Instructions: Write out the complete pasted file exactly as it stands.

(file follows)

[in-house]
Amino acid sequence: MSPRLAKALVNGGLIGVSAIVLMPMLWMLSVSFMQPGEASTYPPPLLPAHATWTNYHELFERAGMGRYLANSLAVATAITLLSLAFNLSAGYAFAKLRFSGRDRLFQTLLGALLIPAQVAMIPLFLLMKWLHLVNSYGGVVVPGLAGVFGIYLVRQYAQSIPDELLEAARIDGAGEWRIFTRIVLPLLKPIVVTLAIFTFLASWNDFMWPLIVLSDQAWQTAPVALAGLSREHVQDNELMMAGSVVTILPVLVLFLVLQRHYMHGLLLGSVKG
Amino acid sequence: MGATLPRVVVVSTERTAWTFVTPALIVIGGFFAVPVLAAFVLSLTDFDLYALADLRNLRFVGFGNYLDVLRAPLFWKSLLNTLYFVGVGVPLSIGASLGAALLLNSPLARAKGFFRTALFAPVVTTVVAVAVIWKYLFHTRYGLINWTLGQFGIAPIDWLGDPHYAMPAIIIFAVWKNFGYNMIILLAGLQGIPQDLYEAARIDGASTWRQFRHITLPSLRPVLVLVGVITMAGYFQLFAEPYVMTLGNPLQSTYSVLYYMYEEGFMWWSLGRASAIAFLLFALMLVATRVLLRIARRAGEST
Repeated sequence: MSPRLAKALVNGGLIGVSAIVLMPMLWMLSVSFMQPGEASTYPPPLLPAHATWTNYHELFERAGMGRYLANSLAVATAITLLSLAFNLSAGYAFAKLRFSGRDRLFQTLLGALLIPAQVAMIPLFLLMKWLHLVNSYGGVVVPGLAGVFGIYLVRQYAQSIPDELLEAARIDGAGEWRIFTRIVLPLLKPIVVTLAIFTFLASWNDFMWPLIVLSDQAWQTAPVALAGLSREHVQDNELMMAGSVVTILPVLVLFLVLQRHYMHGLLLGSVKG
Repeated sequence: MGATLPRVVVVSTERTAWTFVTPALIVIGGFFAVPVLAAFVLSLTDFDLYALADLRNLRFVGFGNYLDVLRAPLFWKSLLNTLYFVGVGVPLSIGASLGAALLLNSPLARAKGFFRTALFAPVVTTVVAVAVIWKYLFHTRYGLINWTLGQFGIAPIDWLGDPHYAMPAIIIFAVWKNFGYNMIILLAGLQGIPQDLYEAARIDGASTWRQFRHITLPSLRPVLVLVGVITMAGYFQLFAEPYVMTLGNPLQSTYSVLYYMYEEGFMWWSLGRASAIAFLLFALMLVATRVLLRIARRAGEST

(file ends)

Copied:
[in-house]
Amino acid sequence: MSPRLAKALVNGGLIGVSAIVLMPMLWMLSVSFMQPGEASTYPPPLLPAHATWTNYHELFERAGMGRYLANSLAVATAITLLSLAFNLSAGYAFAKLRFSGRDRLFQTLLGALLIPAQVAMIPLFLLMKWLHLVNSYGGVVVPGLAGVFGIYLVRQYAQSIPDELLEAARIDGAGEWRIFTRIVLPLLKPIVVTLAIFTFLASWNDFMWPLIVLSDQAWQTAPVALAGLSREHVQDNELMMAGSVVTILPVLVLFLVLQRHYMHGLLLGSVKG
Amino acid sequence: MGATLPRVVVVSTERTAWTFVTPALIVIGGFFAVPVLAAFVLSLTDFDLYALADLRNLRFVGFGNYLDVLRAPLFWKSLLNTLYFVGVGVPLSIGASLGAALLLNSPLARAKGFFRTALFAPVVTTVVAVAVIWKYLFHTRYGLINWTLGQFGIAPIDWLGDPHYAMPAIIIFAVWKNFGYNMIILLAGLQGIPQDLYEAARIDGASTWRQFRHITLPSLRPVLVLVGVITMAGYFQLFAEPYVMTLGNPLQSTYSVLYYMYEEGFMWWSLGRASAIAFLLFALMLVATRVLLRIARRAGEST
Repeated sequence: MSPRLAKALVNGGLIGVSAIVLMPMLWMLSVSFMQPGEASTYPPPLLPAHATWTNYHELFERAGMGRYLANSLAVATAITLLSLAFNLSAGYAFAKLRFSGRDRLFQTLLGALLIPAQVAMIPLFLLMKWLHLVNSYGGVVVPGLAGVFGIYLVRQYAQSIPDELLEAARIDGAGEWRIFTRIVLPLLKPIVVTLAIFTFLASWNDFMWPLIVLSDQAWQTAPVALAGLSREHVQDNELMMAGSVVTILPVLVLFLVLQRHYMHGLLLGSVKG
Repeated sequence: MGATLPRVVVVSTERTAWTFVTPALIVIGGFFAVPVLAAFVLSLTDFDLYALADLRNLRFVGFGNYLDVLRAPLFWKSLLNTLYFVGVGVPLSIGASLGAALLLNSPLARAKGFFRTALFAPVVTTVVAVAVIWKYLFHTRYGLINWTLGQFGIAPIDWLGDPHYAMPAIIIFAVWKNFGYNMIILLAGLQGIPQDLYEAARIDGASTWRQFRHITLPSLRPVLVLVGVITMAGYFQLFAEPYVMTLGNPLQSTYSVLYYMYEEGFMWWSLGRASAIAFLLFALMLVATRVLLRIARRAGEST